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Monday Top StoriesBack

The Financial Times

 

Fears EU Brexit delays will spur bank exodus to Eurozone city of london

EU Brexit negotiators are insisting Britain agrees to its European divorce settlement before Brussels offers any transitional deal, expecting international banks to get cold feet over losing “passporting” rights and start shifting operations from London to the eurozone. British chancellor Philip Hammond said this month that he wanted to discuss an interim deal “early on in the negotiations” to reassure the City of London that there would be no regulatory cliff-edge in March 2019, the date set for Britain’s exit from the union.

 

Oil industry on the cusp of cash flow recovery 

The world’s major oil and gas companies will turn cash flow positive for the first time in three years in 2017 if the Opec production cartel succeeds in keeping the oil price above $55 a barrel. That is the conclusion of Wood Mackenzie, the respected energy consultancy, in a new report that portrays an industry on the cusp of recovery from the steep declines in earnings and investment seen since crude prices crashed in 2014.

 

 

City AM

 

The manufacturing industry had some of the biggest job losses across the UK economy last yearmanufacturing 2

The UK manufacturing industry recorded some of the biggest job losses last year, impacted by international competition and technological advances. According to accountancy group UHY Hacker Young, the industry had some of the biggest job losses of all sectors across the UK economy. Out of 69 sectors measured for job creation, manufacturing made up three of the worst five areas for percentage change in employment numbers last year.

 

 

The Times

 

Parking complaints soar as cameras ‘entrap’ motorists parking ticket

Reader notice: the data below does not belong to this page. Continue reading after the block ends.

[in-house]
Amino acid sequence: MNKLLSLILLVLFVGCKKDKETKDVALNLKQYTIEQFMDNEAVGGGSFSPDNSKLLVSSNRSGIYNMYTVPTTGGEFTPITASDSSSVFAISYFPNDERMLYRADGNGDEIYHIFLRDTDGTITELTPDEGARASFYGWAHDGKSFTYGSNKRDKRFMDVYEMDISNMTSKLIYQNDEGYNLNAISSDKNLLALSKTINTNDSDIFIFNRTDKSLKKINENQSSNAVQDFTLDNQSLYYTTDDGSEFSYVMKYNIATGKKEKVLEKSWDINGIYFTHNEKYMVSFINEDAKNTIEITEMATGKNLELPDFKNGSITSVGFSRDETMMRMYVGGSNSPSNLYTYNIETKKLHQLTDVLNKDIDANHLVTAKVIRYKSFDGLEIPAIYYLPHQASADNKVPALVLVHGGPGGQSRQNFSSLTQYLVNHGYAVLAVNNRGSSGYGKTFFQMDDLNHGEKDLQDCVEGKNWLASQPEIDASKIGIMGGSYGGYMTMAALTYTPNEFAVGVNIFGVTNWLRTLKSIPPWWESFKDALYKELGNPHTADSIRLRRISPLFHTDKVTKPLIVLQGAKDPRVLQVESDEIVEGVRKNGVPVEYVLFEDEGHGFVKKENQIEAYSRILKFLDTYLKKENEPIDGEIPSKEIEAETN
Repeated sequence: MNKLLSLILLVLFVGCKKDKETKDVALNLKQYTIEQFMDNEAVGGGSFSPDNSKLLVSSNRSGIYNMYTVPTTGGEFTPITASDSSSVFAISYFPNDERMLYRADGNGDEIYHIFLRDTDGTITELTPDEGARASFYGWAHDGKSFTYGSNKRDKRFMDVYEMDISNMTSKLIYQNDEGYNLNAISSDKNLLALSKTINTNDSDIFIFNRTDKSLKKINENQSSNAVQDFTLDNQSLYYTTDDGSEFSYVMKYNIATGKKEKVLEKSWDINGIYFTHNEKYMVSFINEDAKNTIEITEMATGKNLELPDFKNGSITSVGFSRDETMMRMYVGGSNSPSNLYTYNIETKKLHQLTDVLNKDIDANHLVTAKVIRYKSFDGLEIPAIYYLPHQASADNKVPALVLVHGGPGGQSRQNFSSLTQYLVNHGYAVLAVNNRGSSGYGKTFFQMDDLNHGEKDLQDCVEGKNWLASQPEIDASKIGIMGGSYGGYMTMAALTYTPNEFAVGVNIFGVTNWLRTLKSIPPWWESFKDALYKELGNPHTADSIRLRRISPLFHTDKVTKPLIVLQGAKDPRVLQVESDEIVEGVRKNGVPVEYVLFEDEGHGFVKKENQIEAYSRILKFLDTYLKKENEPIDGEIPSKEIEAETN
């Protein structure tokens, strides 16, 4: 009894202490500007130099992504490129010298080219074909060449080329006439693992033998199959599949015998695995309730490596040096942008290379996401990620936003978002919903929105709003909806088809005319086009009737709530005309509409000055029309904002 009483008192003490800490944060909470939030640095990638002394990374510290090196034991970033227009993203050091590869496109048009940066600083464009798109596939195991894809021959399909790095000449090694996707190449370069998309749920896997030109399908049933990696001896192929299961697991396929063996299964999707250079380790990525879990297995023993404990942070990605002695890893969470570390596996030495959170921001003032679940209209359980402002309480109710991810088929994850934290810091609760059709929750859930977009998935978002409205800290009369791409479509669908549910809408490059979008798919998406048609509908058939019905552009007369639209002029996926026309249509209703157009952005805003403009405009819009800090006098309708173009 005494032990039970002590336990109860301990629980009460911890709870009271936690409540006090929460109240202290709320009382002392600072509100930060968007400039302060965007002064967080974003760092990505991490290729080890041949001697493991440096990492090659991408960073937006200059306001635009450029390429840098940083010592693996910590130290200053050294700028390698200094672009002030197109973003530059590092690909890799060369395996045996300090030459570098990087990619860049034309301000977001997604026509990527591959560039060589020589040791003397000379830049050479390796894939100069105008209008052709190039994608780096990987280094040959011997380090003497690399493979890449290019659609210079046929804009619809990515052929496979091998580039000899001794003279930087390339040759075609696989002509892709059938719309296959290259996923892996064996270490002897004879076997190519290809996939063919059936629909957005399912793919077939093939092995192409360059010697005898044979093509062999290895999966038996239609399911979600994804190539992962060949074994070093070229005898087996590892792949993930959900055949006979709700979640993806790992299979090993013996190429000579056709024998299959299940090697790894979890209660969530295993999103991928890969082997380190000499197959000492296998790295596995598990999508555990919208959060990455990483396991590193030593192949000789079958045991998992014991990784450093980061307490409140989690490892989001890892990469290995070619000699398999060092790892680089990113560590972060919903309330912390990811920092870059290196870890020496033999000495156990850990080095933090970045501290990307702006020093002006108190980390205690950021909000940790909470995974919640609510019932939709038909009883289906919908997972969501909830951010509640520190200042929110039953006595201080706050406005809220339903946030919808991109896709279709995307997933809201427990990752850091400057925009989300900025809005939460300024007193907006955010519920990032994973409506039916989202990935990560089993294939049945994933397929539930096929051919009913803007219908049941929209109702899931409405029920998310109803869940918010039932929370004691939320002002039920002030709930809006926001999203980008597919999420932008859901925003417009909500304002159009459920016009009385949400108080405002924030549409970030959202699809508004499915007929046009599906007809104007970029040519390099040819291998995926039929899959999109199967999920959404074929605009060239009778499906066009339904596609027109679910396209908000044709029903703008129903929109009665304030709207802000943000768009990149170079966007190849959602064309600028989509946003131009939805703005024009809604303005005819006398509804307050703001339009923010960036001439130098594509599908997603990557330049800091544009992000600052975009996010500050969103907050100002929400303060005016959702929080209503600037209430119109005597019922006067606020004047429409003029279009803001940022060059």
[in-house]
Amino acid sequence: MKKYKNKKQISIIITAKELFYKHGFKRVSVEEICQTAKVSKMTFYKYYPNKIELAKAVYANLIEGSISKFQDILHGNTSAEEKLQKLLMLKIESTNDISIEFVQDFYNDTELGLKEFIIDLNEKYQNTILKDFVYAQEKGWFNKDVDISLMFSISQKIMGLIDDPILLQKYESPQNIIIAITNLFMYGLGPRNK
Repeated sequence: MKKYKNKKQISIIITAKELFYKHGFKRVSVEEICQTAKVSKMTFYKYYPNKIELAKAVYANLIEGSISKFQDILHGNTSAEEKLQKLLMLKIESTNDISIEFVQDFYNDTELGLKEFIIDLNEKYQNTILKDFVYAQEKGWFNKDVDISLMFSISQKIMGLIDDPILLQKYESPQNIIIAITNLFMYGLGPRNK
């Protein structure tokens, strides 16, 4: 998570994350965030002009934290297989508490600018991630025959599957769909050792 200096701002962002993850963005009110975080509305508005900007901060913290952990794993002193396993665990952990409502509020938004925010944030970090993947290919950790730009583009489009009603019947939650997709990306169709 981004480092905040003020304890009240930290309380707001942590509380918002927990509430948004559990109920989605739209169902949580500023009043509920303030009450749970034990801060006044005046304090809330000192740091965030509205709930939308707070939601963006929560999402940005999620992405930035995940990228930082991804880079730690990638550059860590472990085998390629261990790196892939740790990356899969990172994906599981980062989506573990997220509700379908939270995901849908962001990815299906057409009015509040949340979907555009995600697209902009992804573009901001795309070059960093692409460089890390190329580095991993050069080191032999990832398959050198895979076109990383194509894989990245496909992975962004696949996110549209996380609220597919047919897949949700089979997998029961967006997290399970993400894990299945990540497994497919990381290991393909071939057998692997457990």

Complaints over parking tickets have soared by more than 50 per cent in a year after a surge in the number of car parks monitored by automatic number plate (ANPR) cameras. Figures show that almost 50,000 appeals were lodged with the main body set up to scrutinise private parking over the past year, leading to claims that technology is being used to “entrap” drivers. Adjudicators said that just over half of cases were decided in the motorists’ favour or the appeal was withdrawn, usually after the parking operator cancelled the ticket.

 

Carmaking shines amid the gloom car manufacturing 2

An increase in carmaking jobs has been among the few bright spots in an otherwise gloomy outlook for employment in the manufacturing sector this year, according to research being published today. Manufacturers suffered some of the biggest job losses of all sectors across the economy, according to a report from UHY Hacker Young, the national accountancy group. Out of 69 sectors, chemicals was affected most severely.

 

 

The Guardian

 

Apply the brakes and rethink driverless cars driverless car 2

The problems with introducing driverless cars are greater than you identify in your editorial (Intelligent cars raise questions that only society can answer, 16 December) and yet almost certain to be ignored. No amount of testing can prove them as safe as human drivers unless the software is frozen and never updated. Verifying the behaviour of machine-learning systems is an unsolved research challenge. There are major problems of cybersecurity – many of the sensors and communications have already been hacked.

 

 

The Daily Telegraph

 

UK jobs market to defy Brexit gloom in 2017, says CBI uk jobs

Britain’s science and technology industries are expected to lead another leap in hiring next year, in another vote of confidence in the economy following the Brexit vote, according to the Confederation of British Industry. The country’s jobs-rich recovery will be given a big boost as “almost every part” of the private sector hires more staff over the next 12 months, the UK’s business group’s annual employment survey found.  The research showed 41pc of companies expect to grow their workforces in 2017, compared with just 13pc that believe their payrolls will shrink.

 

 

The Sun

 

Money-grabbing councils could get new wave of powers to fine drivers for ‘moving traffic offences’ traffic offences

Money grabbing councils are in line to be handed  unprecedented new powers to fine motorists, the Sun can reveal. Motoring organisations reacted with fury last night as it emerged control of ‘moving traffic offences’ could switch from the police to town halls. The proposal was drawn up by Lib Dem peers and backed by Labour in the House of Lords. If approved by MPs in the New Year it will hand money councils the ability to slap fines on motorists who make a wrong turn, drive the wrong way up a one-way street or get stuck in a box junction. Currently only London boroughs are able to do this under a piece of legislation passed over a decade ago.

 

 

Posted by Paul Carpenter on 19/12/2016